Wanker's Corner isn't the only fine place name in Oregon, however. The poor spellers and visually challenged transcribers who settled the state provided us with a host of mistaken place names:

Milwaukie (named after Milwaukee, Wisconsin)
Idea (named for "Ida" someone, but misread)
Olex (same thing, but for "Alex")
Ewe (they meant "Yew")
Depoe Bay (umm, "Depot")
Owyhee River ("Hawaii River," named for some Hawaiian students who drowned there)

And, then, the just plain inscrutable:

Boring, Oregon
Drain, Oregon
Zigzag, Oregon
Ragic, Oregon and Ekoms, Oregon (two small places near one another; that's "Cigar" and "Smoke" spelled backwards, and, no, I don't know why)

and, of course, the rather large town of Beaverton, Oregon. Happily not far from Wanker's Corner.

PS. The estimable Rob from Denver dropped a link on the comment trail to a video where some folks visit the town of Mianus, Connecticut. It's a one-joke sort of video, and a bit juvenile. Therefore, it naturally had us roaring with laughter.


Rob in Denver said...

Too funny!

As awesome as those are, nothing *ahem* beats Mianus, CT.

David Isaak said...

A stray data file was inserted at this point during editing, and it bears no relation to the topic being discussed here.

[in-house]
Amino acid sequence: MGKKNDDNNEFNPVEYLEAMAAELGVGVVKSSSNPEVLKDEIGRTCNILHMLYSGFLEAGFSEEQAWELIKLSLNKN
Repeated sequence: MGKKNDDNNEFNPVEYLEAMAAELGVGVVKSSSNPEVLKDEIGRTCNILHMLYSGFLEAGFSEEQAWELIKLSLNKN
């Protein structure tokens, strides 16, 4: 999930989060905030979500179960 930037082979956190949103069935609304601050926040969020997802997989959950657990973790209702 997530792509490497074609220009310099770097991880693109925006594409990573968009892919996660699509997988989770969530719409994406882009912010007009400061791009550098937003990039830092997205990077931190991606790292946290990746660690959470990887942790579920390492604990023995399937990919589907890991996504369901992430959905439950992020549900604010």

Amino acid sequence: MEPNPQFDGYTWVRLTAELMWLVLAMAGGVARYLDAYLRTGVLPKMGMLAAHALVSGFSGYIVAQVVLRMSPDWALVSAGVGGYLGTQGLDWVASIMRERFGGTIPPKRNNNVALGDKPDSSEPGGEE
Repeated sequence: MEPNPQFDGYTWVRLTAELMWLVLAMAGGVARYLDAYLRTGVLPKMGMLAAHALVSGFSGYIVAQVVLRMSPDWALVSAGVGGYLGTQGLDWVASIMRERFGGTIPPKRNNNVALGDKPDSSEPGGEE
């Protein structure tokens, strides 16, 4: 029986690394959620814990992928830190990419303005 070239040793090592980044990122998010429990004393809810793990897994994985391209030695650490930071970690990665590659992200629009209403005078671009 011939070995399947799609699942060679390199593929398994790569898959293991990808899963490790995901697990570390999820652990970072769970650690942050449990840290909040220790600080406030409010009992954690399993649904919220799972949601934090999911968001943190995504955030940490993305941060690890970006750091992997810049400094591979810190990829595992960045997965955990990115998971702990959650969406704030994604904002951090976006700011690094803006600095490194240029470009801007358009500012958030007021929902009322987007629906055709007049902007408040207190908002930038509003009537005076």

Oh my God. Never heard of that one before, but I think it wins the award.

Roger Morris said...

What is it about Oregon?????

David Isaak said...

Hi, Roger--

Oregonians have a sense of humor AND can't spell. An unbeatable combination.

Al Stewart's most recent album (yes, he has a recent album) has a song entitled "Katherine of Oregon." Presumably a wife of Henry VIII, version 2.0.

Tim Stretton said...

All you ever wanted to know about Wanker's Corner--and then much, much more...

David, your admirably comprehensive post has quelled my budding curiosity to track down this Mecca: if I wanted to see a load of semi-clad drunken Aussies, London is a whole lot closer.

Neil said...

I thought the Milwaukie one was really rather amusing.

David Isaak said...

Hi, Tim--

London would indeed be easier for you--unless you mean London, Oregon, which is about the same size as Wanker's Corner.

London, Oregon is near the intersection of London Road and Shoestring Road. As it turns out, the nearest legitimate town is Drain, Oregon.

I am not making any of this up.

David Isaak said...

Hi, Neil--